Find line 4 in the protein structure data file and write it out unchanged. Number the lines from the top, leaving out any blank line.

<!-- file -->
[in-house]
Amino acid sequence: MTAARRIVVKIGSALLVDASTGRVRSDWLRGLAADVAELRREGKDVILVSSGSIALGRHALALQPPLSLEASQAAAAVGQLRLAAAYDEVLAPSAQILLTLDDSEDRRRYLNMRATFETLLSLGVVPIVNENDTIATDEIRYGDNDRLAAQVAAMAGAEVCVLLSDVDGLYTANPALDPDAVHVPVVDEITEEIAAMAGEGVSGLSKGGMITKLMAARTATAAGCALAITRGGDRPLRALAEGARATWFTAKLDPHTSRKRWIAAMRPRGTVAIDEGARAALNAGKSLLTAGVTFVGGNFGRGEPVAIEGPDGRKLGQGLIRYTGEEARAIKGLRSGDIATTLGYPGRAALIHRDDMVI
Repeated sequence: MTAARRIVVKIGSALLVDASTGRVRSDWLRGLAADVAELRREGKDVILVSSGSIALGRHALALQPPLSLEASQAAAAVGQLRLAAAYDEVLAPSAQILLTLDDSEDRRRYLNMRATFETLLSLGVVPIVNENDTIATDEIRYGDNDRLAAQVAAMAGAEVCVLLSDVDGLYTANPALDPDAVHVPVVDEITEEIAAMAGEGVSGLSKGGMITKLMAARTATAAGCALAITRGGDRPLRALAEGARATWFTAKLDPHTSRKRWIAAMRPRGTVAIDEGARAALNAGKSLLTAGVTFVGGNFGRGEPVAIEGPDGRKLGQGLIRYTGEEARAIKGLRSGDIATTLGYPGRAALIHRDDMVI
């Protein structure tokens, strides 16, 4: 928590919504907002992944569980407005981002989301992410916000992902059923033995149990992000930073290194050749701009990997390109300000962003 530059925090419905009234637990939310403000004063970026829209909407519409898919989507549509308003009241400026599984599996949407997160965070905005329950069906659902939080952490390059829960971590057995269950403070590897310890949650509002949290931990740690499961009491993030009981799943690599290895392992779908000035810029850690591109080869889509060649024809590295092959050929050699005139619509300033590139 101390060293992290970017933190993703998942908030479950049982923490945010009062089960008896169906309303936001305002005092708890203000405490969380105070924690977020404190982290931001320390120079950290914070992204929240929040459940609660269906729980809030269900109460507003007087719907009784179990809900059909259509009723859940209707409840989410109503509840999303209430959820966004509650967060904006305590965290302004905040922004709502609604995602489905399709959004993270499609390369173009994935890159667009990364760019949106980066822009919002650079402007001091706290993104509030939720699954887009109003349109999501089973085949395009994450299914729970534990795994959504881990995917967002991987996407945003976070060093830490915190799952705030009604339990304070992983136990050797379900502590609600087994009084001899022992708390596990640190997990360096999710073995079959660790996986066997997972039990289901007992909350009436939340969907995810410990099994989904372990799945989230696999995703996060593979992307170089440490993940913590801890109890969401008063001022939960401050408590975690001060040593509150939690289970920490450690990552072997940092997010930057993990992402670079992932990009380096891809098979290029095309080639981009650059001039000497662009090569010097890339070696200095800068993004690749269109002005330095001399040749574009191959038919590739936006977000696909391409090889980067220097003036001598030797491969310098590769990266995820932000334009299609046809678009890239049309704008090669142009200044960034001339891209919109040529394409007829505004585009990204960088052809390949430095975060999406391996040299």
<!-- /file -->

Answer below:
């Protein structure tokens, strides 16, 4: 928590919504907002992944569980407005981002989301992410916000992902059923033995149990992000930073290194050749701009990997390109300000962003 530059925090419905009234637990939310403000004063970026829209909407519409898919989507549509308003009241400026599984599996949407997160965070905005329950069906659902939080952490390059829960971590057995269950403070590897310890949650509002949290931990740690499961009491993030009981799943690599290895392992779908000035810029850690591109080869889509060649024809590295092959050929050699005139619509300033590139 101390060293992290970017933190993703998942908030479950049982923490945010009062089960008896169906309303936001305002005092708890203000405490969380105070924690977020404190982290931001320390120079950290914070992204929240929040459940609660269906729980809030269900109460507003007087719907009784179990809900059909259509009723859940209707409840989410109503509840999303209430959820966004509650967060904006305590965290302004905040922004709502609604995602489905399709959004993270499609390369173009994935890159667009990364760019949106980066822009919002650079402007001091706290993104509030939720699954887009109003349109999501089973085949395009994450299914729970534990795994959504881990995917967002991987996407945003976070060093830490915190799952705030009604339990304070992983136990050797379900502590609600087994009084001899022992708390596990640190997990360096999710073995079959660790996986066997997972039990289901007992909350009436939340969907995810410990099994989904372990799945989230696999995703996060593979992307170089440490993940913590801890109890969401008063001022939960401050408590975690001060040593509150939690289970920490450690990552072997940092997010930057993990992402670079992932990009380096891809098979290029095309080639981009650059001039000497662009090569010097890339070696200095800068993004690749269109002005330095001399040749574009191959038919590739936006977000696909391409090889980067220097003036001598030797491969310098590769990266995820932000334009299609046809678009890239049309704008090669142009200044960034001339891209919109040529394409007829505004585009990204960088052809390949430095975060999406391996040299």